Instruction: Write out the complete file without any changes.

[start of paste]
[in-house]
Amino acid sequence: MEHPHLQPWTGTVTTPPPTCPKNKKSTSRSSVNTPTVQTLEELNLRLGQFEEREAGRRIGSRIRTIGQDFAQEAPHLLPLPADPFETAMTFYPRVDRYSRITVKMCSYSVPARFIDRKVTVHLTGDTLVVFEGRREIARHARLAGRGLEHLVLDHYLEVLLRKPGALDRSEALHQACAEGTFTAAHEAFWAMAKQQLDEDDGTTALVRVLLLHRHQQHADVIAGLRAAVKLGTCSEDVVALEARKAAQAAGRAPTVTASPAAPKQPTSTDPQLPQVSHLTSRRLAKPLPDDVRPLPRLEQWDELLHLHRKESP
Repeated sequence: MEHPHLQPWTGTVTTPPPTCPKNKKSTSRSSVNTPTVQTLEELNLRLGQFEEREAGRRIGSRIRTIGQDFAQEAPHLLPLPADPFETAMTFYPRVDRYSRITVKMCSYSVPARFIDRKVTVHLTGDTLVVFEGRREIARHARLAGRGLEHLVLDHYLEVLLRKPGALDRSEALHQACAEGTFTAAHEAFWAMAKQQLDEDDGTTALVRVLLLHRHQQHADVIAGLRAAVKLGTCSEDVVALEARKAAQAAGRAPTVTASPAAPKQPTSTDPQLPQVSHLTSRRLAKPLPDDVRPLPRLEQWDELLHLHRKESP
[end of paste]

[in-house]
Amino acid sequence: MEHPHLQPWTGTVTTPPPTCPKNKKSTSRSSVNTPTVQTLEELNLRLGQFEEREAGRRIGSRIRTIGQDFAQEAPHLLPLPADPFETAMTFYPRVDRYSRITVKMCSYSVPARFIDRKVTVHLTGDTLVVFEGRREIARHARLAGRGLEHLVLDHYLEVLLRKPGALDRSEALHQACAEGTFTAAHEAFWAMAKQQLDEDDGTTALVRVLLLHRHQQHADVIAGLRAAVKLGTCSEDVVALEARKAAQAAGRAPTVTASPAAPKQPTSTDPQLPQVSHLTSRRLAKPLPDDVRPLPRLEQWDELLHLHRKESP
Repeated sequence: MEHPHLQPWTGTVTTPPPTCPKNKKSTSRSSVNTPTVQTLEELNLRLGQFEEREAGRRIGSRIRTIGQDFAQEAPHLLPLPADPFETAMTFYPRVDRYSRITVKMCSYSVPARFIDRKVTVHLTGDTLVVFEGRREIARHARLAGRGLEHLVLDHYLEVLLRKPGALDRSEALHQACAEGTFTAAHEAFWAMAKQQLDEDDGTTALVRVLLLHRHQQHADVIAGLRAAVKLGTCSEDVVALEARKAAQAAGRAPTVTASPAAPKQPTSTDPQLPQVSHLTSRRLAKPLPDDVRPLPRLEQWDELLHLHRKESP